In 4G LTE networks, the QoS model is based on bearers. A bearer represents a logical connection between the user equipment (UE) and the network, and each bearer is associated with a specific QoS Class Identifier (QCI). The QCI determines the characteristics and priority of traffic flows within that bearer. The 4G LTE QCI model focusses on providing different levels of service based on predefined QCI values, which are standardized and mapped to specific QoS parameters such as packet delay, packet loss, and throughput.

In contrast, 5G networks introduce a flow-based QoS model using the concept of QoS Identifiers (5QIs). In this model, QoS is associated with individual data flows within the network. A flow represents a specific communication path or data stream between the UE and the network. Each flow is assigned a unique 5QI value that indicates the required QoS parameters for that flow, such as latency, reliability, and throughput.

The flow-based 5G QoS model provides more granular control and flexibility compared to the bearer-based 4G LTE QCI model. Instead of assigning a single QoS value to an entire bearer, 5G allows for different flows within the same bearer to have their own individual QoS requirements. This enables more fine-grained QoS management, allowing different applications and services to receive tailored treatment based on their specific needs. It also enables the network to dynamically adjust QoS parameters for individual flows, optimizing resource allocation and providing a better user experience.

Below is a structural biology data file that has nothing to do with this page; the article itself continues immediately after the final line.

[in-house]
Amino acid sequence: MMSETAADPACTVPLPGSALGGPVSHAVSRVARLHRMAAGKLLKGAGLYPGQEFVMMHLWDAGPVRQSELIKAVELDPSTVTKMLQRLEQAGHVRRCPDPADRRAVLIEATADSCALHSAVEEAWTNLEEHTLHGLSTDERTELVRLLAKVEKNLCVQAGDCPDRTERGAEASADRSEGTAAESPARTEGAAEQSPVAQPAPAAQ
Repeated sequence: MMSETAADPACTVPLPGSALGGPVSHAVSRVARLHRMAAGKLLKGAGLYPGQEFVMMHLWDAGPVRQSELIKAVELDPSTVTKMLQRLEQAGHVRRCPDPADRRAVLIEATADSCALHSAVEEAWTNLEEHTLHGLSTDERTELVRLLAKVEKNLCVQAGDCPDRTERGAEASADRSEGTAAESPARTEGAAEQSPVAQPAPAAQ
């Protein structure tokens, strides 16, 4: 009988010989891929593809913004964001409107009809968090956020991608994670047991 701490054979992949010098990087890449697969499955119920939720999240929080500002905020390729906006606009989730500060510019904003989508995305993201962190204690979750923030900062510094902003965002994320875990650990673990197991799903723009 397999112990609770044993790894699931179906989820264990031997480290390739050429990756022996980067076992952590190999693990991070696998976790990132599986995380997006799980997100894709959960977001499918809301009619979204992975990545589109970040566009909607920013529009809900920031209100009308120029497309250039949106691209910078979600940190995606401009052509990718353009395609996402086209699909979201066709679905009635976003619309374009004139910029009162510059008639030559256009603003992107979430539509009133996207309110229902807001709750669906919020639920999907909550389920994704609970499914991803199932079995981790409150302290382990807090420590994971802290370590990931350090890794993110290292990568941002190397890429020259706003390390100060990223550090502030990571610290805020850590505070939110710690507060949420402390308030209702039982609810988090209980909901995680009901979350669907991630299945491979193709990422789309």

When transitioning from the 4G LTE QCI model to the 5G QoS Identifier (5QI) model, there are some similarities in how we define and handle traffic. However, in 5G, we introduce new categories specifically for flows that require very low delay and high bandwidth. These are crucial for user and control traffic streams between O-RU and O-DU in the 5G Fronthaul segment.

5G incorporates several new delay-critical Guaranteed Bit Rate (GBR) flow categories. In the 5G Fronthaul segment, eCPRI based flows define the user and control traffic streams between O-RU and O-DU. These traffic characteristics require high bandwidth and extremely low delay. All devices in the access topology must assign the highest priority to this traffic type. This means that Service Providers may need to rethink their existing Class of Service designs where the highest priority queues were typically reserved for voice or video traffic.

The O-RAN 5QI/QCI Exemplary Grouping model, shown in Figure 2 and defined in O-RAN [O-RAN.WG9.XPSAAS-v02.00], groups common QCI and 5CI QoS flow characteristics into four exemplary groups based on delay budget.

Figure 2: O-RAN 5QI/QCI Exemplary Grouping A screenshot of a computer Description automatically generated

QoS schemas vary between mobile operators. This JVD doesn't endorse any specific design as the recommended approach.